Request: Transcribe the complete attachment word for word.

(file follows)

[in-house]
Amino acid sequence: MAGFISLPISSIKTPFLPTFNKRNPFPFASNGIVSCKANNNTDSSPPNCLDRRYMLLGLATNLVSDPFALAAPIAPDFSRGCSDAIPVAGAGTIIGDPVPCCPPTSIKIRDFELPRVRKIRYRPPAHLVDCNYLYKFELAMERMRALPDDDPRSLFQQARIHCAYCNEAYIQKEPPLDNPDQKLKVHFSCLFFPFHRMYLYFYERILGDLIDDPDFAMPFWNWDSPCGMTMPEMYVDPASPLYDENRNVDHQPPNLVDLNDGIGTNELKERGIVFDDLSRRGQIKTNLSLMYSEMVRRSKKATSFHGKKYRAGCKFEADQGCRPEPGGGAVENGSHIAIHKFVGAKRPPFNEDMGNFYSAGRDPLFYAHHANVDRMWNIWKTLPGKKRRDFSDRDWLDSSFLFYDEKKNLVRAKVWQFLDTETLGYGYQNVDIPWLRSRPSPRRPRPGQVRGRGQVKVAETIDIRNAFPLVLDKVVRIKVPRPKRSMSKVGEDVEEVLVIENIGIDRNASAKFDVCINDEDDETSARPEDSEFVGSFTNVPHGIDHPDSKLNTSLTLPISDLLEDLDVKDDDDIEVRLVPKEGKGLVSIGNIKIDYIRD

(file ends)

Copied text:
[in-house]
Amino acid sequence: MAGFISLPISSIKTPFLPTFNKRNPFPFASNGIVSCKANNNTDSSPPNCLDRRYMLLGLATNLVSDPFALAAPIAPDFSRGCSDAIPVAGAGTIIGDPVPCCPPTSIKIRDFELPRVRKIRYRPPAHLVDCNYLYKFELAMERMRALPDDDPRSLFQQARIHCAYCNEAYIQKEPPLDNPDQKLKVHFSCLFFPFHRMYLYFYERILGDLIDDPDFAMPFWNWDSPCGMTMPEMYVDPASPLYDENRNVDHQPPNLVDLNDGIGTNELKERGIVFDDLSRRGQIKTNLSLMYSEMVRRSKKATSFHGKKYRAGCKFEADQGCRPEPGGGAVENGSHIAIHKFVGAKRPPFNEDMGNFYSAGRDPLFYAHHANVDRMWNIWKTLPGKKRRDFSDRDWLDSSFLFYDEKKNLVRAKVWQFLDTETLGYGYQNVDIPWLRSRPSPRRPRPGQVRGRGQVKVAETIDIRNAFPLVLDKVVRIKVPRPKRSMSKVGEDVEEVLVIENIGIDRNASAKFDVCINDEDDETSARPEDSEFVGSFTNVPHGIDHPDSKLNTSLTLPISDLLEDLDVKDDDDIEVRLVPKEGKGLVSIGNIKIDYIRD